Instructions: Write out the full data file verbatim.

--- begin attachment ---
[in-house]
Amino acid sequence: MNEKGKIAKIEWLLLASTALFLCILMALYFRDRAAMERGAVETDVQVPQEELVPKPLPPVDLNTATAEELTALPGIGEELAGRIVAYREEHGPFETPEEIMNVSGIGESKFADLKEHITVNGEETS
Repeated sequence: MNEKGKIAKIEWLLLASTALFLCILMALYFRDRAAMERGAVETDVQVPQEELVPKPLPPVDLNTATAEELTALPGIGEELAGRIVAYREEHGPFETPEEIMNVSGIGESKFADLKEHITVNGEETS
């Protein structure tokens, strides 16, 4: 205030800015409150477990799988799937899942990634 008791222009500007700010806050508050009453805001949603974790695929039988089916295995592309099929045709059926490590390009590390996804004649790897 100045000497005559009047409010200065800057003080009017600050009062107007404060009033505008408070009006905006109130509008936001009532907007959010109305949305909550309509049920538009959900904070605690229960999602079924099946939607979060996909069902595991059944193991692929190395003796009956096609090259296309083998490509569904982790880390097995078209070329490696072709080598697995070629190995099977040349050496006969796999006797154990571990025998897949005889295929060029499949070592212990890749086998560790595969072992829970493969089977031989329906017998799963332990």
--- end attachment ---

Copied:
[in-house]
Amino acid sequence: MNEKGKIAKIEWLLLASTALFLCILMALYFRDRAAMERGAVETDVQVPQEELVPKPLPPVDLNTATAEELTALPGIGEELAGRIVAYREEHGPFETPEEIMNVSGIGESKFADLKEHITVNGEETS
Repeated sequence: MNEKGKIAKIEWLLLASTALFLCILMALYFRDRAAMERGAVETDVQVPQEELVPKPLPPVDLNTATAEELTALPGIGEELAGRIVAYREEHGPFETPEEIMNVSGIGESKFADLKEHITVNGEETS
């Protein structure tokens, strides 16, 4: 205030800015409150477990799988799937899942990634 008791222009500007700010806050508050009453805001949603974790695929039988089916295995592309099929045709059926490590390009590390996804004649790897 100045000497005559009047409010200065800057003080009017600050009062107007404060009033505008408070009006905006109130509008936001009532907007959010109305949305909550309509049920538009959900904070605690229960999602079924099946939607979060996909069902595991059944193991692929190395003796009956096609090259296309083998490509569904982790880390097995078209070329490696072709080598697995070629190995099977040349050496006969796999006797154990571990025998897949005889295929060029499949070592212990890749086998560790595969072992829970493969089977031989329906017998799963332990």